North Carolina has 27 Historic Sites that offer hands-on history programs. Yesterday I went to the House in the Horseshoe, near Sanford, for a workshop on 18th century clothing. Gail Mortensen-Frazer showed us outfits she sewed, in the authentic manner of the time, stitch by tiny stitch, from fabrics the American colonists could weave, like linen and wool, and fabrics only the wealthy could buy, like cotton and silk. She wore an authentic outfit for a housewife of the Revolutionary period, with layers of shift, petticoats, corset, bodice, scarf, and apron, and no less than three cotton caps, as well as hand-knit stockings and cobbled shoes.
Cotton was imported from Egypt and India until the invention of the cotton gin near the end of the century. Linen was woven from flax, which the colonists grew, and wool came from the sheep they raised. Making clothing included preparing the fibers, spinning the threads, weaving the cloth, and sewing one stitch at a time with a needle, a labor-intensive process that made clothes very valuable. If you visit the House in the Horseshoe, you won’t find closets for the small number of garments most people could afford. Pegs on the wall and a small chest were enough.
Mortensen-Frazer is an historic re-enactor. Her entire family goes to events where they act the part of a Colonial-era family attached to a Militia regiment and loyal to the King of England. Over the years, her hand-made clothing has not only looked good as a result of her skill, but it has lasted with minimal patching and fading, even after washing in an iron pot, as the colonists did their laundry.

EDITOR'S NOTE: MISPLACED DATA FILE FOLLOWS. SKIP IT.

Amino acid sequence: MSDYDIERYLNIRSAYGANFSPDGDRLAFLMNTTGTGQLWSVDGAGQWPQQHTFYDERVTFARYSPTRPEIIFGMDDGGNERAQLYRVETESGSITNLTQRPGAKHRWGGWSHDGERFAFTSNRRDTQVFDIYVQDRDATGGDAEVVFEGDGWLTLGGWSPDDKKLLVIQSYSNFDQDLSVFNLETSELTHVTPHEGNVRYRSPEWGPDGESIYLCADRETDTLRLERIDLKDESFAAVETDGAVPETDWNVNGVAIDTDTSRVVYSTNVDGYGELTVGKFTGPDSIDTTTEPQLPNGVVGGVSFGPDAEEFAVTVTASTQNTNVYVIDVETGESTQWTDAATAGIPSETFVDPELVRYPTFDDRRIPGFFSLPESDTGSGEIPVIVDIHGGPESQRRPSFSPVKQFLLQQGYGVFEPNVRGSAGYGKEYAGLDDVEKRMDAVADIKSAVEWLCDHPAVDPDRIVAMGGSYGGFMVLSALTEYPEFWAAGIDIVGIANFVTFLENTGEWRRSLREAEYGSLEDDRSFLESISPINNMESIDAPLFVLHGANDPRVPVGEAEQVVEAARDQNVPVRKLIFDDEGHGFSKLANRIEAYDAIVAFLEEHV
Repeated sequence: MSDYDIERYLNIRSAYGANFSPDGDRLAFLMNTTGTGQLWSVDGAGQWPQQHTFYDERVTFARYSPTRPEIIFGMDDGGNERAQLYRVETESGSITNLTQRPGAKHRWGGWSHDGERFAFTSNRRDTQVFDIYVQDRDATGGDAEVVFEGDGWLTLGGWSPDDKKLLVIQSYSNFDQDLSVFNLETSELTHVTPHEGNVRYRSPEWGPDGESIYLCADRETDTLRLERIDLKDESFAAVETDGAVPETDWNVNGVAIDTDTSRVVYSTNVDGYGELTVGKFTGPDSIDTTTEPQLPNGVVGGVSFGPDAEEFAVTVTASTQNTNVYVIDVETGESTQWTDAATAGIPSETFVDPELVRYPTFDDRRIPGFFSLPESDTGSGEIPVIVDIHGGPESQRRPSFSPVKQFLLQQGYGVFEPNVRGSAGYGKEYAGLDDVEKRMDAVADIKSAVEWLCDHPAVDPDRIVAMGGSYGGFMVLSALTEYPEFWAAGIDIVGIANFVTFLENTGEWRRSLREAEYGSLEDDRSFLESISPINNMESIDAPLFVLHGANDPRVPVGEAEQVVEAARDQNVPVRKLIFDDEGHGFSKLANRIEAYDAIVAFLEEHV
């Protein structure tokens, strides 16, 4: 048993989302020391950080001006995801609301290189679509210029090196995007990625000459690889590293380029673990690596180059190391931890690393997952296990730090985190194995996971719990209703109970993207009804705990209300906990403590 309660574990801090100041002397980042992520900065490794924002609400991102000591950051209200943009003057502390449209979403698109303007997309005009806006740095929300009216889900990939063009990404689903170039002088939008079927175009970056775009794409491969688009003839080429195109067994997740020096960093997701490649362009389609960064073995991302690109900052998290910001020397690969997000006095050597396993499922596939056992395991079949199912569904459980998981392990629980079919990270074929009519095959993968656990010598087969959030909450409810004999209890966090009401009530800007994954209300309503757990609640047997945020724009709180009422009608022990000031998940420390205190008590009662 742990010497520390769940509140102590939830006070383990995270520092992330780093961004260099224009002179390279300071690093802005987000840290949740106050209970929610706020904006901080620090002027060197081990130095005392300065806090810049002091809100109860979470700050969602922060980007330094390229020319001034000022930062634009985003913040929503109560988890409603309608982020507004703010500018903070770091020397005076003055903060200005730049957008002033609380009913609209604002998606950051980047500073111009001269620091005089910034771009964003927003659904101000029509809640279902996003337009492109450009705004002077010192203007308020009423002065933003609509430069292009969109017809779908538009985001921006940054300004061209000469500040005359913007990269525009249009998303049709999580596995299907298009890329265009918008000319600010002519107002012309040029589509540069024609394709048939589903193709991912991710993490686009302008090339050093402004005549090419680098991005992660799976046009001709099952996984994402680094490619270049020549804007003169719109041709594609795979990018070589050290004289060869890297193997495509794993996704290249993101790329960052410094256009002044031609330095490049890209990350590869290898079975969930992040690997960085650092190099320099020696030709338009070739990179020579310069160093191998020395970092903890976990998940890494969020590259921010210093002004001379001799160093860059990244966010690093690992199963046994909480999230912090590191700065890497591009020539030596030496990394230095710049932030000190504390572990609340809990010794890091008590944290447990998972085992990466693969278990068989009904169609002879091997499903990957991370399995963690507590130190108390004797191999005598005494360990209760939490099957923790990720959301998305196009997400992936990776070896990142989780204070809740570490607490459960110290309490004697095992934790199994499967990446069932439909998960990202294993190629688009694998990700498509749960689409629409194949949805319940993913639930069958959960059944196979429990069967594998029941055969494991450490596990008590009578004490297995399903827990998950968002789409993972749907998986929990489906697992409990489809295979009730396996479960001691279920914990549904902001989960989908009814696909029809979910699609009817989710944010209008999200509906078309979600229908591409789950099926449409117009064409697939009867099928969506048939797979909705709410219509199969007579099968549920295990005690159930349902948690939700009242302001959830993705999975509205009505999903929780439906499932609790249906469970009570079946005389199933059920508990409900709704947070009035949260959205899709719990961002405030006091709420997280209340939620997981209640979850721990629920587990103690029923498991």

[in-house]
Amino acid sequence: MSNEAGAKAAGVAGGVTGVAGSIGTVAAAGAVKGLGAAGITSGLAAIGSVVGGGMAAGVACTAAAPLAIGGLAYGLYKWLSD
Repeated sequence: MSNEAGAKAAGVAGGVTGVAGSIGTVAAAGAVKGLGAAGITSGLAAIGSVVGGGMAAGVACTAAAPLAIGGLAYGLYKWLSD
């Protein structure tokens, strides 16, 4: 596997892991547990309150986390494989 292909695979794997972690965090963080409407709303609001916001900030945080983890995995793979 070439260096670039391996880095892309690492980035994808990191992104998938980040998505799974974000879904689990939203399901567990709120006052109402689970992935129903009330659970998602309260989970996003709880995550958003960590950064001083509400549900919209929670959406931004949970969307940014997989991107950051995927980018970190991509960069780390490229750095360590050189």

Clothing production from that era actually added to the English language. The phrase “Put your best foot forward” came from the habit of standing with one foot extended to show off one’s good shoes, especially fine if they were decorated with buckles. “Losing your head” could mean losing your white cotton cap, called a “head,” which both women and men wore at home, to keep their hair tidy in a time when daily or even monthly shampooing was not yet done. (You won’t find a bathroom in that house, either.)
I knew of the House in a “Horseshoe” bend of the Deep River because it was across the river from the farm of my great-grandparents, Smith and Maggie Alexander. More about them later. The House in the Horseshoe was built about 1770 and still has bullet holes in the front wall from a battle between Tories and Whigs in 1781.
Another clothing workshop will be offered at the house on June 9, and a reenactment of the battle will take place in August. Information can be found here: http://www.nchistoricsites.org/horsesho/
Copyright 2018 by Glenda Alexander. All Rights Reserved.